February 27, 2007

Together or Seperate?

Brann, ''Pictures in Poetry: Keats's 'Ode on a Grecian Urn'' -- Jerz EL312 (Literary Criticism)

"Painting is poetry keeping silent; poetry is a talking picture"

I think this quote was the most helpful when I was trying to understand what Brann's argument was. I think that he was basically upset that critics no longer feel that poetry and paintings relate to another.

"Painting is poetry keeping silent; poetry is a talking picture"

I think this quote was the most helpful when I was trying to understand what Brann's argument was. I think that he was basically upset that critics no longer feel that poetry and paintings relate to another.

Posted by GinaBurgese at February 27, 2007 1:08 AM | TrackBack
Comments

You're right. We get so caught up in criticisms that we forget sometimes to just admire the beauty of the picture or poem in front of us.

Posted by: Erin at February 28, 2007 2:19 PM

I feel that a poem draws a picture in my head that I could take as a painting. The language and style used to create a poem is also the same as an artist painting with certain colors and different strokes.
We have to, as Erin said, admire the beauty of both kinds of art to fully appreciate the beauty and truth of both that relates to the real world.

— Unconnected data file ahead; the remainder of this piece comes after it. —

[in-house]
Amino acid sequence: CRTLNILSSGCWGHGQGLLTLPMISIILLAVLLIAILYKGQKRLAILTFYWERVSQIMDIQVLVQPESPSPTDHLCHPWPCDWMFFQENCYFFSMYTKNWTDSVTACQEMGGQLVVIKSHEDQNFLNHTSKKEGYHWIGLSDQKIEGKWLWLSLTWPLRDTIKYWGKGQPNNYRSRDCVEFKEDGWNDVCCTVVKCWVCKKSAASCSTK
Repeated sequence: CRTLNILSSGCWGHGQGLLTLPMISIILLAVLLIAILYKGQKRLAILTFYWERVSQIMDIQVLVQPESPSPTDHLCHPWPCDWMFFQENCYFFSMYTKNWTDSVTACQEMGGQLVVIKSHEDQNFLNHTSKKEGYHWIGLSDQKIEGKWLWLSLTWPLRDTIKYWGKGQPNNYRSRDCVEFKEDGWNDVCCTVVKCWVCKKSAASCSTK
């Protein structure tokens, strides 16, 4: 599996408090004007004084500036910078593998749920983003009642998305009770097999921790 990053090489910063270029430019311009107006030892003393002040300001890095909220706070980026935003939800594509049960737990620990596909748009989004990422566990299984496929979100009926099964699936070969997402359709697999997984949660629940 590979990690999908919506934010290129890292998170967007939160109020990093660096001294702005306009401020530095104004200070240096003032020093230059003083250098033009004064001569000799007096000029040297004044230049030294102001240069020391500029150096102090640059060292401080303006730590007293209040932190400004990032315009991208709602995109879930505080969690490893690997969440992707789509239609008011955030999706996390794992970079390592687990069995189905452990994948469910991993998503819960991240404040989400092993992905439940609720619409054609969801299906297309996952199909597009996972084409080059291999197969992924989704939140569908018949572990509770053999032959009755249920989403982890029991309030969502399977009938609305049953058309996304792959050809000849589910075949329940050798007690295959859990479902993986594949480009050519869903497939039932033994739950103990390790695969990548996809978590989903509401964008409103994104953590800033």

Posted by: Denamarie at February 28, 2007 9:38 PM

I am so glad that you selected the quote about Paintings and Poetry, because poetry is a portrait that provides realistic (or unrealistic) situations that the reader tries to imagine in his or her head. But I do think that while admiration is important to a piece of literature, we do find that the realism or moral behind a piece of literature is what causes us to admire a poetry even more. I consider poetry more as a 1920's movie with color, rather than a talking painting. I think that we can see more than one scene, and we portray a real or moral image in the minds of the reader or author.

Posted by: Jason Pugh at February 28, 2007 11:05 PM

I think you picked a great quote to discuss, as it touches on something that I always find myself struggling with:

Does life imitate art or does art imitate life?

Think how often that sentiment has applied to your own life. Kind of surprising, isn't it?

Posted by: Kevin at March 1, 2007 4:07 PM
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